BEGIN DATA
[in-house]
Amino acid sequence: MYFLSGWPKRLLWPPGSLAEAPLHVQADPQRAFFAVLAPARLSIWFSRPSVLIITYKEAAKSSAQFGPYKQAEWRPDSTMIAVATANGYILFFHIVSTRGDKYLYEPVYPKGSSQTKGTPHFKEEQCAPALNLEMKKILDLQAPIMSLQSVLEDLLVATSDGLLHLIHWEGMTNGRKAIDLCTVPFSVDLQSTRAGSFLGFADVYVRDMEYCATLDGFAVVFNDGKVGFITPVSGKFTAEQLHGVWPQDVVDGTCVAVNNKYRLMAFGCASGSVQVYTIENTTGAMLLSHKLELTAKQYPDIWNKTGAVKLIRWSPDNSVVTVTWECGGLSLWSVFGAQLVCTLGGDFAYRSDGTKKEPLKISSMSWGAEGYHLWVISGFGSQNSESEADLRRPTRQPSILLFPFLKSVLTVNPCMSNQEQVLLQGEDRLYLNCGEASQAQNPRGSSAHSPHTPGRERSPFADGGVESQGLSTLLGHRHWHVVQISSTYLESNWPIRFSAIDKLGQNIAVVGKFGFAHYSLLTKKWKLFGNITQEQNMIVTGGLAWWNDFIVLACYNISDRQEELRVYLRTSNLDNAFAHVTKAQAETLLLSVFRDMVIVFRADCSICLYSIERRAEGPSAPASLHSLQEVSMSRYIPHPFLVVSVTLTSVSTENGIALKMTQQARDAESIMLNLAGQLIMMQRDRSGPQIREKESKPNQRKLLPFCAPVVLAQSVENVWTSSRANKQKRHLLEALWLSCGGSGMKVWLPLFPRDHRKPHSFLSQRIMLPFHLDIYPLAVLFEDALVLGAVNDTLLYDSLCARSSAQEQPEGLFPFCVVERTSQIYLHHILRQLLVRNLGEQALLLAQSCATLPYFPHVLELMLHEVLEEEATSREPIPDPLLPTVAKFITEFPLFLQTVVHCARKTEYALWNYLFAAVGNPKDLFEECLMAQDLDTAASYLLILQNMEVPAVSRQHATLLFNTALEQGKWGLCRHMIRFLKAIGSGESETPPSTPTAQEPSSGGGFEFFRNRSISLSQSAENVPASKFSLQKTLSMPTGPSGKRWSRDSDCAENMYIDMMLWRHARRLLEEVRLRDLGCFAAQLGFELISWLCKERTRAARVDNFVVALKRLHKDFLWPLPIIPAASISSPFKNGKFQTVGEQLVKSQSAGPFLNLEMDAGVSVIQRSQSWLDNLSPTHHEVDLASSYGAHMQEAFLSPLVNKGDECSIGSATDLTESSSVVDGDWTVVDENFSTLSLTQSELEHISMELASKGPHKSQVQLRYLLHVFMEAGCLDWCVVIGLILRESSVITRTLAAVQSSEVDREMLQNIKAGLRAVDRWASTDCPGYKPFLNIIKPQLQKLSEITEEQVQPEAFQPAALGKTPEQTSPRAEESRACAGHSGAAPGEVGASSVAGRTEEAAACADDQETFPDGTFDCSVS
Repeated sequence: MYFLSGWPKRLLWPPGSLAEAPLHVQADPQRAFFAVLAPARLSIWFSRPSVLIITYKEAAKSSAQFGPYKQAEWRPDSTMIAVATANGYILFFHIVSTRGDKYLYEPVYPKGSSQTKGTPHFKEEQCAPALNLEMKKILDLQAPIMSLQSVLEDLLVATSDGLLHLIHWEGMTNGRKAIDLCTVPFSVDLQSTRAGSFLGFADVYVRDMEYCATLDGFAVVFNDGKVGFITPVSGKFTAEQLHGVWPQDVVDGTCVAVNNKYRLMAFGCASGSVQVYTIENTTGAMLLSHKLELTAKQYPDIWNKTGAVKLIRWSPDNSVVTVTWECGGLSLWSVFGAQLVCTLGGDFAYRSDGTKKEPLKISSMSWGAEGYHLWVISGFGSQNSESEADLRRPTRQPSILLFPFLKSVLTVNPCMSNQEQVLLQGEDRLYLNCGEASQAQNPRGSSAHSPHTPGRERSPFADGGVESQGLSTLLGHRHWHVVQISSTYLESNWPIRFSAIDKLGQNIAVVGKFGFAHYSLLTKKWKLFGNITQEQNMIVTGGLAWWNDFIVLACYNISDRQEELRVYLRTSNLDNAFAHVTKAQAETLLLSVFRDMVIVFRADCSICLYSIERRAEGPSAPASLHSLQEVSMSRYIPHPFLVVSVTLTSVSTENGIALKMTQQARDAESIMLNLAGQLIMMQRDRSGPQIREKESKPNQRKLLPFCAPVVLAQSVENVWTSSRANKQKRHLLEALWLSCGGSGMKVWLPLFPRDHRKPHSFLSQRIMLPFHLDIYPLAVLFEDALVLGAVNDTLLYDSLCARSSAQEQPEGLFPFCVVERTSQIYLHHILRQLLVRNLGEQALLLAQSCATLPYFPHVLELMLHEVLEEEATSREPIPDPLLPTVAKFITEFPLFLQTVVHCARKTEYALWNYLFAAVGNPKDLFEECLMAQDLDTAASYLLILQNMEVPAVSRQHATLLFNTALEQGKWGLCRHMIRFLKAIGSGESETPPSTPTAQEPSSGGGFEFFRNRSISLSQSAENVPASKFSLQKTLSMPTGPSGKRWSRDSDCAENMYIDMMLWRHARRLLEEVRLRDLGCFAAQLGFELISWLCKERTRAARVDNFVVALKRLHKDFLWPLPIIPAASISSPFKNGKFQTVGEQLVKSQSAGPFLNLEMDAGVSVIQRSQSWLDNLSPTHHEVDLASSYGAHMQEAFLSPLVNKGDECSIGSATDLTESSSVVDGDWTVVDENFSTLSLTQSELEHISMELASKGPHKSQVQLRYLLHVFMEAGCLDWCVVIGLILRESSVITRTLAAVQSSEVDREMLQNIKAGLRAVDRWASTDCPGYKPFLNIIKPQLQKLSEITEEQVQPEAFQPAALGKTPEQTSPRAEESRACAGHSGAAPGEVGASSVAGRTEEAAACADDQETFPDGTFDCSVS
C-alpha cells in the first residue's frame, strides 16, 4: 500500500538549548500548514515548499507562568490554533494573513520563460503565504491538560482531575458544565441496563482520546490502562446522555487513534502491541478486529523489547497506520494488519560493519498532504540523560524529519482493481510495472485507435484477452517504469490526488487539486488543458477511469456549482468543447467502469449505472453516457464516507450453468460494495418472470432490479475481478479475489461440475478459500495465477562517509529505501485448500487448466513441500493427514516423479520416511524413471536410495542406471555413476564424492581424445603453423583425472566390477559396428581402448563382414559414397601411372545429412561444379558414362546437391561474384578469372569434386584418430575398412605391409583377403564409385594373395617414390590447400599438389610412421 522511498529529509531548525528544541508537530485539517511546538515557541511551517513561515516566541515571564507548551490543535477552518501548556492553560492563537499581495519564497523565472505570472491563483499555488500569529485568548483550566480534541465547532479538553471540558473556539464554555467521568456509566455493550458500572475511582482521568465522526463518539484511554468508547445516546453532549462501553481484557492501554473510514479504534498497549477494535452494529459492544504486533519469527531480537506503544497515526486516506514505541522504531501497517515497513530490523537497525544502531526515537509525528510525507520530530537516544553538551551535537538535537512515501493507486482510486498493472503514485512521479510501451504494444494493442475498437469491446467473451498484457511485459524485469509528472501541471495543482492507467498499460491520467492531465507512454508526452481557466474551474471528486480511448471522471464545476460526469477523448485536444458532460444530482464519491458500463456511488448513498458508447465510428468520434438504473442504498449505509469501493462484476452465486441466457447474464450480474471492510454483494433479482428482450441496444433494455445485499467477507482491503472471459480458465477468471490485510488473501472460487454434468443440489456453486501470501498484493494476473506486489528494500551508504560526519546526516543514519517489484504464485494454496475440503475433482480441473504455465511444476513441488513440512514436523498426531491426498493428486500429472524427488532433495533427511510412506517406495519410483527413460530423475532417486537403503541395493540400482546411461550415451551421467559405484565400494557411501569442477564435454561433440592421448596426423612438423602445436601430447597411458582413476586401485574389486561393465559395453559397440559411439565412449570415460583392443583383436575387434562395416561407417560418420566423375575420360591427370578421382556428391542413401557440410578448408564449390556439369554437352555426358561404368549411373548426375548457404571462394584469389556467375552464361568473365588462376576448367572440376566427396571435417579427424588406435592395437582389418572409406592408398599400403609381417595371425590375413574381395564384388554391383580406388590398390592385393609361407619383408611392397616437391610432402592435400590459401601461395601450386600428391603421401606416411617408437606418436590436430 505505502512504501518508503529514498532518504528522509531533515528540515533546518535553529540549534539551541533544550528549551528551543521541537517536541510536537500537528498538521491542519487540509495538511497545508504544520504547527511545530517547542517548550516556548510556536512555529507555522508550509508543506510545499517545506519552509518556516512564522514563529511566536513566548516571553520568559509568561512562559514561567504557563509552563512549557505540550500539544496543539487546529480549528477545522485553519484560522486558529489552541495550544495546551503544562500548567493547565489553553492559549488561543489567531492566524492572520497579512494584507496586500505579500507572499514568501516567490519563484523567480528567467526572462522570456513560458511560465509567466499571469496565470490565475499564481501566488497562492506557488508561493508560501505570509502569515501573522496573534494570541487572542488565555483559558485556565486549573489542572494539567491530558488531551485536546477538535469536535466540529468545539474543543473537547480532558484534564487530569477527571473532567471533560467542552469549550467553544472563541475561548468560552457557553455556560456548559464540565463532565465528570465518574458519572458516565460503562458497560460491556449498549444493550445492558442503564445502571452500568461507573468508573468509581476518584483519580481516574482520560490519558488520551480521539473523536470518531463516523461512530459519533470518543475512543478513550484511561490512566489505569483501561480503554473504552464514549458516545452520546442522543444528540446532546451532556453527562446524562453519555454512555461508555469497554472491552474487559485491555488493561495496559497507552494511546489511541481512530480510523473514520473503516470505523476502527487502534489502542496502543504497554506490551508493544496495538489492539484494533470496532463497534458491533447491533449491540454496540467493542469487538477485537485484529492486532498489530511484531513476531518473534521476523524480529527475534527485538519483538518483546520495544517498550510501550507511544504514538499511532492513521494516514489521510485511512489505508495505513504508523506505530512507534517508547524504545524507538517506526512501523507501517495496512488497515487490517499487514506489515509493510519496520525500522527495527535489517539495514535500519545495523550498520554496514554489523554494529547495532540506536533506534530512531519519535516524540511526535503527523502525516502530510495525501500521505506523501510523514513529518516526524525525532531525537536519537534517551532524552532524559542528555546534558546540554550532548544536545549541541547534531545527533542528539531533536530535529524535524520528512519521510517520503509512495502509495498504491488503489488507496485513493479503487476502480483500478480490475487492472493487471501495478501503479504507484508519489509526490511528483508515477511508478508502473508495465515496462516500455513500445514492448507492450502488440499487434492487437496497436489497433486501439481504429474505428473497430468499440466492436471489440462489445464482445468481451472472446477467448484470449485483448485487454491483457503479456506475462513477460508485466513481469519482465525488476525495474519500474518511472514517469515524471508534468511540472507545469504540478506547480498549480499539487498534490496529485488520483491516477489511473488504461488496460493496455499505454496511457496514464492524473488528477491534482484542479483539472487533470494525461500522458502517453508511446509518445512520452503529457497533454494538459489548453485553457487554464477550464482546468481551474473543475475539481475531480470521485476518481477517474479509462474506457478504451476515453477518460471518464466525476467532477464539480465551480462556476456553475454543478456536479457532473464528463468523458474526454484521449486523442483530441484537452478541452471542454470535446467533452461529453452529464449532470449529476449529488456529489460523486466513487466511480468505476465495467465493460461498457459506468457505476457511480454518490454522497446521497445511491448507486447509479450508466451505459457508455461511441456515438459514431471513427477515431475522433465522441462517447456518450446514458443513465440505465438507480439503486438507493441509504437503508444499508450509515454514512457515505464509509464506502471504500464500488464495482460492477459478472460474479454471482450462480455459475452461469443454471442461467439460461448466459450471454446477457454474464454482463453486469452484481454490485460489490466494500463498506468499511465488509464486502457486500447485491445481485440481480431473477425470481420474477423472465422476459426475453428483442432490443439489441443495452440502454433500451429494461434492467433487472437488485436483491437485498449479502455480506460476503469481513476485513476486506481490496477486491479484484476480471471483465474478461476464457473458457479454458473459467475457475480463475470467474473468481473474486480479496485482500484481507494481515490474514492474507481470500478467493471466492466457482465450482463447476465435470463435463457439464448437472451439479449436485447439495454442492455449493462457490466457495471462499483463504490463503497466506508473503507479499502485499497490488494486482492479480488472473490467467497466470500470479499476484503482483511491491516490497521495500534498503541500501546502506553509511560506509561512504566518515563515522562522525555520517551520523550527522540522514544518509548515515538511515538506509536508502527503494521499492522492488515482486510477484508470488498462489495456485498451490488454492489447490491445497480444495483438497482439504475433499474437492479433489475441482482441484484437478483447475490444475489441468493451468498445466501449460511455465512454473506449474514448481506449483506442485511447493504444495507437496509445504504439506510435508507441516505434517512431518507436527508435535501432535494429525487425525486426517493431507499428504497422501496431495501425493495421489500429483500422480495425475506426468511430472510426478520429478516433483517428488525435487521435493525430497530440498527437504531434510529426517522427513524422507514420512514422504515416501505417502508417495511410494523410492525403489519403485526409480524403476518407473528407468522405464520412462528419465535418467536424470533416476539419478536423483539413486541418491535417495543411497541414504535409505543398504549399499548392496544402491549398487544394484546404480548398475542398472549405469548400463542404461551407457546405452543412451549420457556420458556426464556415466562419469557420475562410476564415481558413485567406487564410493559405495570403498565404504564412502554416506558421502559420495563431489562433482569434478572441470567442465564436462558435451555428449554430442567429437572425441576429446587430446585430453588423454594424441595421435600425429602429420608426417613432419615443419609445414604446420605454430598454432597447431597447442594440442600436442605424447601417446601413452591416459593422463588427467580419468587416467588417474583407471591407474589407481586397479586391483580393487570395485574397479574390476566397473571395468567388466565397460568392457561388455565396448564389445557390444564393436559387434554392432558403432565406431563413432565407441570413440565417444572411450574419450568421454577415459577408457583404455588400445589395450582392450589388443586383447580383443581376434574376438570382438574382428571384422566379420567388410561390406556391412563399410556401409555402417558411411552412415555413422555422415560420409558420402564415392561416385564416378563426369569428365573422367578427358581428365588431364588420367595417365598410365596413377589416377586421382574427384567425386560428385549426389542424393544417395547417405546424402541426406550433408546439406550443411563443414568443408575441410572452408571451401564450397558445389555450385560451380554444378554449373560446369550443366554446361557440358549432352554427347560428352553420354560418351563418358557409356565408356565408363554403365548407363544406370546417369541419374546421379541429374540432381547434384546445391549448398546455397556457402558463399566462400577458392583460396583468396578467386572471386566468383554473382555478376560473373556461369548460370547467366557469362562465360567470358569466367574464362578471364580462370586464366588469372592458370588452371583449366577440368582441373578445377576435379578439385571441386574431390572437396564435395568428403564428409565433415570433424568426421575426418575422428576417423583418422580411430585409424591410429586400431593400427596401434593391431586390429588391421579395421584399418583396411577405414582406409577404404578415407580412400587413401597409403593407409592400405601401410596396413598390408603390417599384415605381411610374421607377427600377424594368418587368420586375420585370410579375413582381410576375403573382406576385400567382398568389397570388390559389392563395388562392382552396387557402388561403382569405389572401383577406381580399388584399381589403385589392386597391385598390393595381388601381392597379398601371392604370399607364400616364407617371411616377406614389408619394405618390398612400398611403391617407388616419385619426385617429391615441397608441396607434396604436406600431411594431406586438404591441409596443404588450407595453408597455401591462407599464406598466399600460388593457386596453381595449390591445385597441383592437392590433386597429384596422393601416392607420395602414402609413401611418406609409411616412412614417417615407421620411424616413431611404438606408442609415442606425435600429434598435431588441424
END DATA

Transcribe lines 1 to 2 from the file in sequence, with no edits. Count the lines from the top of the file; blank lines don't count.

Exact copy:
[in-house]
Amino acid sequence: MYFLSGWPKRLLWPPGSLAEAPLHVQADPQRAFFAVLAPARLSIWFSRPSVLIITYKEAAKSSAQFGPYKQAEWRPDSTMIAVATANGYILFFHIVSTRGDKYLYEPVYPKGSSQTKGTPHFKEEQCAPALNLEMKKILDLQAPIMSLQSVLEDLLVATSDGLLHLIHWEGMTNGRKAIDLCTVPFSVDLQSTRAGSFLGFADVYVRDMEYCATLDGFAVVFNDGKVGFITPVSGKFTAEQLHGVWPQDVVDGTCVAVNNKYRLMAFGCASGSVQVYTIENTTGAMLLSHKLELTAKQYPDIWNKTGAVKLIRWSPDNSVVTVTWECGGLSLWSVFGAQLVCTLGGDFAYRSDGTKKEPLKISSMSWGAEGYHLWVISGFGSQNSESEADLRRPTRQPSILLFPFLKSVLTVNPCMSNQEQVLLQGEDRLYLNCGEASQAQNPRGSSAHSPHTPGRERSPFADGGVESQGLSTLLGHRHWHVVQISSTYLESNWPIRFSAIDKLGQNIAVVGKFGFAHYSLLTKKWKLFGNITQEQNMIVTGGLAWWNDFIVLACYNISDRQEELRVYLRTSNLDNAFAHVTKAQAETLLLSVFRDMVIVFRADCSICLYSIERRAEGPSAPASLHSLQEVSMSRYIPHPFLVVSVTLTSVSTENGIALKMTQQARDAESIMLNLAGQLIMMQRDRSGPQIREKESKPNQRKLLPFCAPVVLAQSVENVWTSSRANKQKRHLLEALWLSCGGSGMKVWLPLFPRDHRKPHSFLSQRIMLPFHLDIYPLAVLFEDALVLGAVNDTLLYDSLCARSSAQEQPEGLFPFCVVERTSQIYLHHILRQLLVRNLGEQALLLAQSCATLPYFPHVLELMLHEVLEEEATSREPIPDPLLPTVAKFITEFPLFLQTVVHCARKTEYALWNYLFAAVGNPKDLFEECLMAQDLDTAASYLLILQNMEVPAVSRQHATLLFNTALEQGKWGLCRHMIRFLKAIGSGESETPPSTPTAQEPSSGGGFEFFRNRSISLSQSAENVPASKFSLQKTLSMPTGPSGKRWSRDSDCAENMYIDMMLWRHARRLLEEVRLRDLGCFAAQLGFELISWLCKERTRAARVDNFVVALKRLHKDFLWPLPIIPAASISSPFKNGKFQTVGEQLVKSQSAGPFLNLEMDAGVSVIQRSQSWLDNLSPTHHEVDLASSYGAHMQEAFLSPLVNKGDECSIGSATDLTESSSVVDGDWTVVDENFSTLSLTQSELEHISMELASKGPHKSQVQLRYLLHVFMEAGCLDWCVVIGLILRESSVITRTLAAVQSSEVDREMLQNIKAGLRAVDRWASTDCPGYKPFLNIIKPQLQKLSEITEEQVQPEAFQPAALGKTPEQTSPRAEESRACAGHSGAAPGEVGASSVAGRTEEAAACADDQETFPDGTFDCSVS